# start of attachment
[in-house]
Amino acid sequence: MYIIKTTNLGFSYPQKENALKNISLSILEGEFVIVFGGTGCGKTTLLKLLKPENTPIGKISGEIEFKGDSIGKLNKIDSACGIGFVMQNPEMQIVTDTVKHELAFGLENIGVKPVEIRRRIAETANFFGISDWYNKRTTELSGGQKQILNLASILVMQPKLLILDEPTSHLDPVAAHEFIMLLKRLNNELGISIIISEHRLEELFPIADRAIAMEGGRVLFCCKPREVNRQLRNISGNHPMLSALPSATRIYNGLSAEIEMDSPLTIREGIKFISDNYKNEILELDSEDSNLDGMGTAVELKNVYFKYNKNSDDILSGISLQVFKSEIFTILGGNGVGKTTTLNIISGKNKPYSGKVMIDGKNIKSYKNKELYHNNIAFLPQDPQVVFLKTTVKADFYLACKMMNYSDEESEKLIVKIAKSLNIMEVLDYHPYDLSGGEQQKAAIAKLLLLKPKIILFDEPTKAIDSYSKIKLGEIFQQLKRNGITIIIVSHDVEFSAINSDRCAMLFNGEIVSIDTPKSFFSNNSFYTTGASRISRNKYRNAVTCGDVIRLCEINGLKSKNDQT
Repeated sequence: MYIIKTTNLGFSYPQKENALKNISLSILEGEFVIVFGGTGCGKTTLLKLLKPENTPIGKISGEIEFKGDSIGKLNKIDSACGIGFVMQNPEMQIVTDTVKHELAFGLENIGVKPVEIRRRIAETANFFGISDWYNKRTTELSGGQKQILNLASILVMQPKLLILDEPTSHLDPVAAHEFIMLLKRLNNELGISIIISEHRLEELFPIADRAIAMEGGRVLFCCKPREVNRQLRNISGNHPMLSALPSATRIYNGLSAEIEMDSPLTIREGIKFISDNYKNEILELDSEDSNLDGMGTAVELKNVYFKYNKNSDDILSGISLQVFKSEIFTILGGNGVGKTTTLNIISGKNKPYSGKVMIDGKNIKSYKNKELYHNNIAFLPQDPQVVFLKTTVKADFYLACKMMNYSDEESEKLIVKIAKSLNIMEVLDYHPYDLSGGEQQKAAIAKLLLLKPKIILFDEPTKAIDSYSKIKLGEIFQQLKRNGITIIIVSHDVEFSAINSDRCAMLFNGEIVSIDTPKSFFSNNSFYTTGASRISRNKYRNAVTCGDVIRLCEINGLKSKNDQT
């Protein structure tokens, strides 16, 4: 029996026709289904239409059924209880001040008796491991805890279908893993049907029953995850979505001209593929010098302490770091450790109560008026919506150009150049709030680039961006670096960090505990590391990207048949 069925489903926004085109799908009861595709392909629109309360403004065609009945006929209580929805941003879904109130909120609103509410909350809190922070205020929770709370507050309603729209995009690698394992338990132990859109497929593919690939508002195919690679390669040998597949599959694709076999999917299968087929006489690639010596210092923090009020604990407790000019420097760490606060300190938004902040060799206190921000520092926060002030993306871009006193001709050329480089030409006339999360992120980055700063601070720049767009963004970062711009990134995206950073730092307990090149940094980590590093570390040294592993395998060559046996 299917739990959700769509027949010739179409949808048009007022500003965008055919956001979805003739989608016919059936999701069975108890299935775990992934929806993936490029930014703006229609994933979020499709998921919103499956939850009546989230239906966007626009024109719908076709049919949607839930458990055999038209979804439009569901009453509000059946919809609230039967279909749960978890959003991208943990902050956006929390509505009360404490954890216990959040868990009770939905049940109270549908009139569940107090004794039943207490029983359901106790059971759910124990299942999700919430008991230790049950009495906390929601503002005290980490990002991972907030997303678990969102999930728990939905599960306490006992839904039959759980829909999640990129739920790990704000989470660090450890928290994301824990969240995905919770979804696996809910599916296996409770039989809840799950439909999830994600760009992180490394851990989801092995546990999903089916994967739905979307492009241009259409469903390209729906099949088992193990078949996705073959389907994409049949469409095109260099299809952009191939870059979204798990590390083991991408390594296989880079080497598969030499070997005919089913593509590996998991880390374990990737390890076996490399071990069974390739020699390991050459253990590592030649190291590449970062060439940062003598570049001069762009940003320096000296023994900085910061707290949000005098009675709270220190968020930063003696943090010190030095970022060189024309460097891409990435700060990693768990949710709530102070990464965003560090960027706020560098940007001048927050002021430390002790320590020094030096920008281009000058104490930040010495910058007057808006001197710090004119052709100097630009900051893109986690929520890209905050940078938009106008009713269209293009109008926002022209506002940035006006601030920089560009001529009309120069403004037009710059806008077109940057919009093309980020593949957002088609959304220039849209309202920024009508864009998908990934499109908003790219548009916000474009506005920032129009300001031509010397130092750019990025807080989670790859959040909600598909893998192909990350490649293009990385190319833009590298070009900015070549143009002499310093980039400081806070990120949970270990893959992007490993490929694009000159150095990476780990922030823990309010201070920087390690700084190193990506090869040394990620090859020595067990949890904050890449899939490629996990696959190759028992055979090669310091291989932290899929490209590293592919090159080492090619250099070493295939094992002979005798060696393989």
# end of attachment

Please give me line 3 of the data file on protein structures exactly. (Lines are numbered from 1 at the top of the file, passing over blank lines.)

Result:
Repeated sequence: MYIIKTTNLGFSYPQKENALKNISLSILEGEFVIVFGGTGCGKTTLLKLLKPENTPIGKISGEIEFKGDSIGKLNKIDSACGIGFVMQNPEMQIVTDTVKHELAFGLENIGVKPVEIRRRIAETANFFGISDWYNKRTTELSGGQKQILNLASILVMQPKLLILDEPTSHLDPVAAHEFIMLLKRLNNELGISIIISEHRLEELFPIADRAIAMEGGRVLFCCKPREVNRQLRNISGNHPMLSALPSATRIYNGLSAEIEMDSPLTIREGIKFISDNYKNEILELDSEDSNLDGMGTAVELKNVYFKYNKNSDDILSGISLQVFKSEIFTILGGNGVGKTTTLNIISGKNKPYSGKVMIDGKNIKSYKNKELYHNNIAFLPQDPQVVFLKTTVKADFYLACKMMNYSDEESEKLIVKIAKSLNIMEVLDYHPYDLSGGEQQKAAIAKLLLLKPKIILFDEPTKAIDSYSKIKLGEIFQQLKRNGITIIIVSHDVEFSAINSDRCAMLFNGEIVSIDTPKSFFSNNSFYTTGASRISRNKYRNAVTCGDVIRLCEINGLKSKNDQT